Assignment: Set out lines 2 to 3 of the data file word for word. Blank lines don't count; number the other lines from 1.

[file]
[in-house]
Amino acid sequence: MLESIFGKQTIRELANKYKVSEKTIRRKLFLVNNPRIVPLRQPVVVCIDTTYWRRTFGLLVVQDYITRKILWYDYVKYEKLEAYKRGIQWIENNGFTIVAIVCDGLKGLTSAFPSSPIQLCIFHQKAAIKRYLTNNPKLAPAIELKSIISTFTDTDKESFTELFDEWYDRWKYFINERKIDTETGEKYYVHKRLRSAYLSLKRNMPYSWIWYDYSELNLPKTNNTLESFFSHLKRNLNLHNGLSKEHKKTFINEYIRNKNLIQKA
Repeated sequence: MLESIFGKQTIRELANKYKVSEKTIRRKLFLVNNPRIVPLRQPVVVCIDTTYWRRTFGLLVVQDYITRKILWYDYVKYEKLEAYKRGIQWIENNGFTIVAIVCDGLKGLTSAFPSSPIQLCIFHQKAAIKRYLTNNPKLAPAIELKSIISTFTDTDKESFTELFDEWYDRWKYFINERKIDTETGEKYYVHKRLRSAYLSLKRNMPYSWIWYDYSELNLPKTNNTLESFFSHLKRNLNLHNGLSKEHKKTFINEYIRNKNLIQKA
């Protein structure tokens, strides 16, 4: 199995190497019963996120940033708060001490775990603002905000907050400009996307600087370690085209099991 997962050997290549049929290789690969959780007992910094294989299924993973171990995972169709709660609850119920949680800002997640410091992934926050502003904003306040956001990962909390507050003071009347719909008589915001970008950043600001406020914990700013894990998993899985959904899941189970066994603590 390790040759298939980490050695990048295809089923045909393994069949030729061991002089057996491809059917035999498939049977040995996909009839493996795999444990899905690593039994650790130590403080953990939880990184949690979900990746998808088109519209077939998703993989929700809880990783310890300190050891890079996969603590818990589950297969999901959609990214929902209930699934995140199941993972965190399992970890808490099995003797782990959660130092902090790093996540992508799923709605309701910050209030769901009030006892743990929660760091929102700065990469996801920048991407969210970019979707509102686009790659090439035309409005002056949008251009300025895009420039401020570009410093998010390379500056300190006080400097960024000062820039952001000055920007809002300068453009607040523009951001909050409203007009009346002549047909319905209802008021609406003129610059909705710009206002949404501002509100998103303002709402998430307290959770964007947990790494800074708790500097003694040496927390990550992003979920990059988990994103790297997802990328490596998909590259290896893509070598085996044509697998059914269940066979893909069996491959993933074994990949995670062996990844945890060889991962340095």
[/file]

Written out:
Amino acid sequence: MLESIFGKQTIRELANKYKVSEKTIRRKLFLVNNPRIVPLRQPVVVCIDTTYWRRTFGLLVVQDYITRKILWYDYVKYEKLEAYKRGIQWIENNGFTIVAIVCDGLKGLTSAFPSSPIQLCIFHQKAAIKRYLTNNPKLAPAIELKSIISTFTDTDKESFTELFDEWYDRWKYFINERKIDTETGEKYYVHKRLRSAYLSLKRNMPYSWIWYDYSELNLPKTNNTLESFFSHLKRNLNLHNGLSKEHKKTFINEYIRNKNLIQKA
Repeated sequence: MLESIFGKQTIRELANKYKVSEKTIRRKLFLVNNPRIVPLRQPVVVCIDTTYWRRTFGLLVVQDYITRKILWYDYVKYEKLEAYKRGIQWIENNGFTIVAIVCDGLKGLTSAFPSSPIQLCIFHQKAAIKRYLTNNPKLAPAIELKSIISTFTDTDKESFTELFDEWYDRWKYFINERKIDTETGEKYYVHKRLRSAYLSLKRNMPYSWIWYDYSELNLPKTNNTLESFFSHLKRNLNLHNGLSKEHKKTFINEYIRNKNLIQKA